A few days ago, I happened to be driving through my old neighborhood. (Stick with me here, I’ll get back to the point, I promise). I was only a few blocks from the house I grew up in, so I took a little detour, just to see the place. I haven’t been back to my own house for a very very long time... Did you notice the wording there? own house - I caught it after I typed it, but I’ll leave it here, because it’s truer than the correction. The house looks terrible. Even driving down the block was odd. The streets seemed so much smaller than in my memory... the houses so close together... and my house, well, it’s seen better days.

And to be honest, perfectly honest, the neighborhood itself isn’t that much different. The same bricks and pavement... the trees might be a little taller, where there are trees. Most of the same buildings are there, different bushes or flowers in front – or none at all... shabbier here and there, but there was some shabby when I still lived there... that’s not it, though. In my head, it’s my neighborhood. It’s still there – the neighbors that all knew my name, the kids playing ball on the corner or running bases... skeeching and snowball fights and a million other things that I can think of... In my head it’s still there. In reality, it’s somebody else’s neighborhood now. Somebody else’s memories and place, and I don’t belong to them. The buildings exist, but the place isn’t mine. Except in my head.

And I really didn’t have any plans to go by my old house. It was a spur of the moment thing. I’ve been within a mile of it more times than I could count over the last decade or more, and never drove by. But I needed to see it – for what it is now and what it was then. It’s where my difficult work in progress is set, and I suddenly realized why. Why it was so important to me to set it there, in that neighborhood. Why it was so important to develop these characters who didn’t really live down the block from me, but could have. Why it was so important to me that, if anyone from the neighborhood reads my novel, the first thing they think is, “Yeah, that’s it. That’s home.”

Synchronicity. And no, you can’t go home again, except in your head... my real objective now is to see if I can take you with me.

How about you guys? Does synchronicity pop into your novel ideas or your life? Where do you want to take us with your writing?

Monday, August 10, 2009

The Ultimate Swear Word

About a year or so ago, my littlest guy came running up to me and snitched out his friend.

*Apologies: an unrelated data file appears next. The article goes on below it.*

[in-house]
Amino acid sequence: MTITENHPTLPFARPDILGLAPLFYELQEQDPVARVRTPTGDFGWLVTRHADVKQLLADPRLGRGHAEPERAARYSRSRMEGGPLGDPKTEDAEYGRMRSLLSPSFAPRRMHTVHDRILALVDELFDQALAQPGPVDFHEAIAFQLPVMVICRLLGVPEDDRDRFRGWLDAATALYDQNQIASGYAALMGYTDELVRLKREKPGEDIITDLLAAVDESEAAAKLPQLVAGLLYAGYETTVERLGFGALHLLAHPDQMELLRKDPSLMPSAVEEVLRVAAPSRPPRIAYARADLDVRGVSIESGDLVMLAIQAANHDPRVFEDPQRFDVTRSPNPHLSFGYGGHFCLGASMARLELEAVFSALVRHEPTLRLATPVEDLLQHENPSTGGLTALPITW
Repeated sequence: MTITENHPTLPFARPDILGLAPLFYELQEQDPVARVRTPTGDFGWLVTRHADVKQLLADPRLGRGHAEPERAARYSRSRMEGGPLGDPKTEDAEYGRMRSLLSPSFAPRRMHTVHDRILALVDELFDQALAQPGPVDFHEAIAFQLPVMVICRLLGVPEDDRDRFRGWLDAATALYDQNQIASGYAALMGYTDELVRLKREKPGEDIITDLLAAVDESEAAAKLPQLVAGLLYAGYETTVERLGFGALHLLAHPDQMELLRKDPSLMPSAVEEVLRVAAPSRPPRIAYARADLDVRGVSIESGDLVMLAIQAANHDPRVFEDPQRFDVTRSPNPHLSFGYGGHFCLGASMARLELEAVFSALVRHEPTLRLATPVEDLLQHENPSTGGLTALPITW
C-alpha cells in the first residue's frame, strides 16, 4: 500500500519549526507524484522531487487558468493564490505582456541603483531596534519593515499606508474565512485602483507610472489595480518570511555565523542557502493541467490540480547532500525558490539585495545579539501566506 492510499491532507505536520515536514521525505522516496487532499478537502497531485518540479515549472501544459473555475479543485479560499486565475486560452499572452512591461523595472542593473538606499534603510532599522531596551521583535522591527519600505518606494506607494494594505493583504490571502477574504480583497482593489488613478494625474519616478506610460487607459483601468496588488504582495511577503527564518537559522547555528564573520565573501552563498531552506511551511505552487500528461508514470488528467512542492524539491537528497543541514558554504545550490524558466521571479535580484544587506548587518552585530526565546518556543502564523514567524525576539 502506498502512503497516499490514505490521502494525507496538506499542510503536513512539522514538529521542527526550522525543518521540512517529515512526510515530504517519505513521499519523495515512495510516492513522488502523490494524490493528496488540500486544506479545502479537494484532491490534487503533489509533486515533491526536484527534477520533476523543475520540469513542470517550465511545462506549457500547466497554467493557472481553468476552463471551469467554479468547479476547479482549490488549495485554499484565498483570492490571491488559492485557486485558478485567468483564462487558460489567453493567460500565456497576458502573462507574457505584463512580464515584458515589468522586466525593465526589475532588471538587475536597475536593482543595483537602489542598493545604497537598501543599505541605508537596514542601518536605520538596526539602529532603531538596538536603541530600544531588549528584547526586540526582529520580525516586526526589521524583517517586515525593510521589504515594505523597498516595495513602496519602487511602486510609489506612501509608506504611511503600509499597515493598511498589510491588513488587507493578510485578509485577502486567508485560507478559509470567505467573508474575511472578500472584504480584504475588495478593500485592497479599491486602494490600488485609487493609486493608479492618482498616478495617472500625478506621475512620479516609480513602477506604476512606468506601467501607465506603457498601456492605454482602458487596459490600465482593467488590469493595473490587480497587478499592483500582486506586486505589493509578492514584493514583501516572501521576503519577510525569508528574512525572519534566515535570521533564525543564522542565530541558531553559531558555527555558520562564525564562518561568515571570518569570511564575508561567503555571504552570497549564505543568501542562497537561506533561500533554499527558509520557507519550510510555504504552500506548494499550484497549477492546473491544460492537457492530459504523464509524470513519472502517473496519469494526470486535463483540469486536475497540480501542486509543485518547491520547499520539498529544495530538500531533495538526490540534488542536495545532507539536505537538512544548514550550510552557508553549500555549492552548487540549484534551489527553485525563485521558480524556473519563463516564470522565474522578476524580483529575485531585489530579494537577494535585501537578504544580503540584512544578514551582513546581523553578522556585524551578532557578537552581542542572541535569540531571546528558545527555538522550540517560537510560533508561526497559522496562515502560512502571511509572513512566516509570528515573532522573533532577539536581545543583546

Littlest guy: He said a bad word.

Me: What word did he say?

Littlest guy: The “C” word.

That thud you just heard was my heart dropping to the floor at the same time my blood pressure went through the roof... not an easy feat, I assure you. I mean, I swear like a truck driver... and that’s actually defamatory to truck drivers, most of them would blush at my more heated tirades... but my kids haven’t heard that word from me. So, I asked the only question I could think of, before hyperventilating.

Me: What “C” word?

Littlest guy’s eyes widened. He stifled a giggle at the thought of being able to curse without getting punished and his voice came out in a whooping whisper – if you can imagine such a thing.

Littlest guy: Crap.

Relief was so quick and so sure that I wasn’t thinking. I let out a huge sigh and said:

“Oh, well, that’s okay then...”

Unfortunately, my daughter was in the room for this little slip in sanity...

Daughter: Wait a second... what “C” word were you thinking of?

Now, like I said, this happened some time ago. I thought the whole discussion was buried and forgotten. We were driving home from the pool and my kids were having some sort of a conversation in the back of the van. Honestly, I wasn’t paying that much attention. I was busy working out the details of a scene in my mind... on my more lenient days, I call this multitasking, but honestly it’s bad parenting... well, not bad as in totally neglectful, but I do spend an inordinate amount of time in my head, even when I’m physically present... the end of the conversation, however, jolted me right back to reality.

Oldest son: I’m going to find out what it is. I have to know (add dramatic movie voice) The Ultimate Swear Word.

Daughter: I don’t know what it is, but I know it starts with a “C”.

Oldest Son: When did mom say we were allowed to know what the word is?

Daughter: (Rolling her eyes) She said, when we’re forty.

Littlest Guy: Forty!!! When we’re forty? That’s a trick – she’ll be dead by then.

So, one might ask, what’s the point of this post? Nothing really, I just thought it was funny. Oh, and I’m back... How’s your summer going? Updates anyone?